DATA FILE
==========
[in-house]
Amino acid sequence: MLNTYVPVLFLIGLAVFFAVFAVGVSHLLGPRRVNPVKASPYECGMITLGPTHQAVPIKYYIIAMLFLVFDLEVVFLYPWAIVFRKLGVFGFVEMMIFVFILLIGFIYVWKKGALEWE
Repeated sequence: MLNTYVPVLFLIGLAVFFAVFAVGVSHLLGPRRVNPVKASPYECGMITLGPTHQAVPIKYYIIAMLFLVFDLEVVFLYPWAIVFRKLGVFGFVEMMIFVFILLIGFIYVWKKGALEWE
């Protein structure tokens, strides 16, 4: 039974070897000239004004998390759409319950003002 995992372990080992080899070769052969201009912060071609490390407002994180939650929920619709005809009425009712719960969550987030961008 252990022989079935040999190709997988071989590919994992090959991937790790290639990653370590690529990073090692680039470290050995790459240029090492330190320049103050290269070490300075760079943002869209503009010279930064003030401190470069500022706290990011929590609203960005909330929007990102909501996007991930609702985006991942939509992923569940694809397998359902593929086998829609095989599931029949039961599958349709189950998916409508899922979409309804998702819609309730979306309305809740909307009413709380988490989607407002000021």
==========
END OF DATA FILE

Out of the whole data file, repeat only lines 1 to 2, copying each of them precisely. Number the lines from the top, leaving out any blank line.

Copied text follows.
[in-house]
Amino acid sequence: MLNTYVPVLFLIGLAVFFAVFAVGVSHLLGPRRVNPVKASPYECGMITLGPTHQAVPIKYYIIAMLFLVFDLEVVFLYPWAIVFRKLGVFGFVEMMIFVFILLIGFIYVWKKGALEWE